“Vibranium actually emits energy, which could indicate that it is radioactive like the lanthanides and actinides,” Collins says. “Also, it is said to be able to dissolve all metals and absorb sound, which are very unique properties. Transition metals and the f-block elements have unique properties, thus I think it should be placed in the transition metal (d-block) or f-block.”

As thought-provoking as this activity was, Collins and her colleagues felt it could be even more informative. So, in March of this year, they published another paper extending their original activity—with a hands-on exercise letting students prepare their own “vibranium” solutions!

The extended activity starts similarly to the original one, with a discussion of where vibranium may fit on the periodic table. Then, students are provided with worksheets instructing them how to mix various copper- and cobalt-based solutions, resulting in a solution with a vibrant violet-purple color (the same color as a fictitious vibranium solution). Afterwards, instructors talk to students about why the color change occurred (water molecules coordinated to cobalt were replaced by bipyridine and glycine molecules).

The importance of diversity in STEM education

As mentioned earlier, both Black Panther’s suit and Captain America’s shield are made of vibranium. So why did Collins and her colleagues focus on presenting vibranium based on the Black Panther context when developing their activity? The recent release and popularity of “Black Panther” was only part of the reason—diversity also played a huge role.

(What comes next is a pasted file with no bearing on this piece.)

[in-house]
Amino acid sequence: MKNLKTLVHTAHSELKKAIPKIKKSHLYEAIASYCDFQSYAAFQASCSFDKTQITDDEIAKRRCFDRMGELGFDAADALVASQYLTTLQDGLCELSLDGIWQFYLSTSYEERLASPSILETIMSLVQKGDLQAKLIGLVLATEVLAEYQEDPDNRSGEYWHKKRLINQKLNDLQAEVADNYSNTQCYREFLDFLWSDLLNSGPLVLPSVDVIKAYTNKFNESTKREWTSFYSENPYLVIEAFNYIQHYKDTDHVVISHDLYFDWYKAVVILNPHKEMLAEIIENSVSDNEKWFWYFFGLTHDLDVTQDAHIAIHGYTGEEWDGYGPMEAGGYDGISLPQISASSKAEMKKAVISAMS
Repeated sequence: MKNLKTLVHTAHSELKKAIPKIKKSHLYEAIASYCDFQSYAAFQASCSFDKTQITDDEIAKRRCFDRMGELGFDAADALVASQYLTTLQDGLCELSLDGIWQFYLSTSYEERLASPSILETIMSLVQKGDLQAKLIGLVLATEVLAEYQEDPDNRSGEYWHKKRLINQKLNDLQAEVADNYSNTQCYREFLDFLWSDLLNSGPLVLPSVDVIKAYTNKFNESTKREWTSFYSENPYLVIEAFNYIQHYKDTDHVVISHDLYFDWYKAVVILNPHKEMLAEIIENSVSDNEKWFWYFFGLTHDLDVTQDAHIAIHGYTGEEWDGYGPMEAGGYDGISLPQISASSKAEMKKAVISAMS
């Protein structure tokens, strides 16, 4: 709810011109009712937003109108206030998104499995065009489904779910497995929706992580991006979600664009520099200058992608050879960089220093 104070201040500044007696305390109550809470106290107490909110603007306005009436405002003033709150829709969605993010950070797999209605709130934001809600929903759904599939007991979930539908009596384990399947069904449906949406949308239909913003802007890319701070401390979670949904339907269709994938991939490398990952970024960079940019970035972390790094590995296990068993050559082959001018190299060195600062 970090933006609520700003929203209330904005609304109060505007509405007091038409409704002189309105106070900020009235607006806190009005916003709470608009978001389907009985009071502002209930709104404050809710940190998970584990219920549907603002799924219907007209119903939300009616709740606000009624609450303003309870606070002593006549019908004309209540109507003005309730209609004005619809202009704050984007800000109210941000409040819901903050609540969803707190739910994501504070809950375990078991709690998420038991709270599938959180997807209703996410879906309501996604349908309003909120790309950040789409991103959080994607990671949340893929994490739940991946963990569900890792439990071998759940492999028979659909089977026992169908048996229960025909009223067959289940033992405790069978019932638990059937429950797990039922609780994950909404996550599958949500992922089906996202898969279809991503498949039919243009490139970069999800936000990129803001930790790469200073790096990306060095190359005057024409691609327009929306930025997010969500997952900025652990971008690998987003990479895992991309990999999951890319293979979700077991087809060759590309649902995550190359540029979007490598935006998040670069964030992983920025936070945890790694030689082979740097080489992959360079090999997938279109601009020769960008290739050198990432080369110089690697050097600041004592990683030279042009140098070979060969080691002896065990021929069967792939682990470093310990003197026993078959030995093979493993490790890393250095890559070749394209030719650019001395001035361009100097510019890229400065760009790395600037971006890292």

“The character of Shuri, who leads the STEM advances for Wakanda, provides a shining example of what is possible in STEM,” Collins says. “Young people need to see images of people that look like them doing STEM. I personally believe that everybody should be a chemist, but as educators we need to let young people know that a career in STEM is possible.”

Collins was similarly inspired in 2016, when the movie “Hidden Figures” hit theaters. In 2017, she and her colleagues published a summary of a two-week middle school summer camp they developed based on the film.

When young people see someone like themselves onscreen, it can give them confidence to pursue jobs in that career field as well. (Left) Katherine Johnson in “Hidden Figures” (Credit: 20th Century Fox, YouTube); (right) Shuri in “Black Panther” (Credit: Avengers MV, YouTube)


With the release of “Avengers: Endgame,” we will see the last of the cameos recorded by Stan Lee before he passed away in November. What will future Marvel movies look like now that he is gone? One thing is for sure—his “science” will continue to live on, providing scientists and educators creative ways to entice the next generation of future scientists!

Collins and Appleby’s first Black Panther paper, published in Journal of Chemical Education, is “Black Panther, vibranium, and the periodic table” (DOI: 10.1021/acs.jchemed.8b00206).

Collins and colleagues’ second Black Panther paper, published in The Chemical Educator, is “What can Black Panther teach us about transition metal chemistry?” (ISSN: 1430-4171).